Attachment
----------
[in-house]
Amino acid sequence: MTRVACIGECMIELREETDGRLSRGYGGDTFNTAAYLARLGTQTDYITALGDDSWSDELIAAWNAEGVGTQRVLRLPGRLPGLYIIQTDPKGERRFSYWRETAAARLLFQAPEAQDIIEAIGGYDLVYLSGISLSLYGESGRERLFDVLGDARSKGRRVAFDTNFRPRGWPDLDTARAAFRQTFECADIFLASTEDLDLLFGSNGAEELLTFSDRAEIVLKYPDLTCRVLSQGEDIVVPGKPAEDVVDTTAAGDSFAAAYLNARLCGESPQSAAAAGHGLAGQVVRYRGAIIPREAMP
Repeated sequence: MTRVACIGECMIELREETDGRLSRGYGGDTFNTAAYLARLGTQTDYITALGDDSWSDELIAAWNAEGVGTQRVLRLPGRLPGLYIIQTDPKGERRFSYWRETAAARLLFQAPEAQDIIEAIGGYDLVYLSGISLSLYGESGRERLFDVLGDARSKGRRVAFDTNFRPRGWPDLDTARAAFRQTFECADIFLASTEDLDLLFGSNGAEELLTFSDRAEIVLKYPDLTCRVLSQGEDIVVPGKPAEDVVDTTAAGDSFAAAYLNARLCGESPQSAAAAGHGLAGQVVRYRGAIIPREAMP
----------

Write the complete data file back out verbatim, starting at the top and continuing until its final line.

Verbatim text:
[in-house]
Amino acid sequence: MTRVACIGECMIELREETDGRLSRGYGGDTFNTAAYLARLGTQTDYITALGDDSWSDELIAAWNAEGVGTQRVLRLPGRLPGLYIIQTDPKGERRFSYWRETAAARLLFQAPEAQDIIEAIGGYDLVYLSGISLSLYGESGRERLFDVLGDARSKGRRVAFDTNFRPRGWPDLDTARAAFRQTFECADIFLASTEDLDLLFGSNGAEELLTFSDRAEIVLKYPDLTCRVLSQGEDIVVPGKPAEDVVDTTAAGDSFAAAYLNARLCGESPQSAAAAGHGLAGQVVRYRGAIIPREAMP
Repeated sequence: MTRVACIGECMIELREETDGRLSRGYGGDTFNTAAYLARLGTQTDYITALGDDSWSDELIAAWNAEGVGTQRVLRLPGRLPGLYIIQTDPKGERRFSYWRETAAARLLFQAPEAQDIIEAIGGYDLVYLSGISLSLYGESGRERLFDVLGDARSKGRRVAFDTNFRPRGWPDLDTARAAFRQTFECADIFLASTEDLDLLFGSNGAEELLTFSDRAEIVLKYPDLTCRVLSQGEDIVVPGKPAEDVVDTTAAGDSFAAAYLNARLCGESPQSAAAAGHGLAGQVVRYRGAIIPREAMP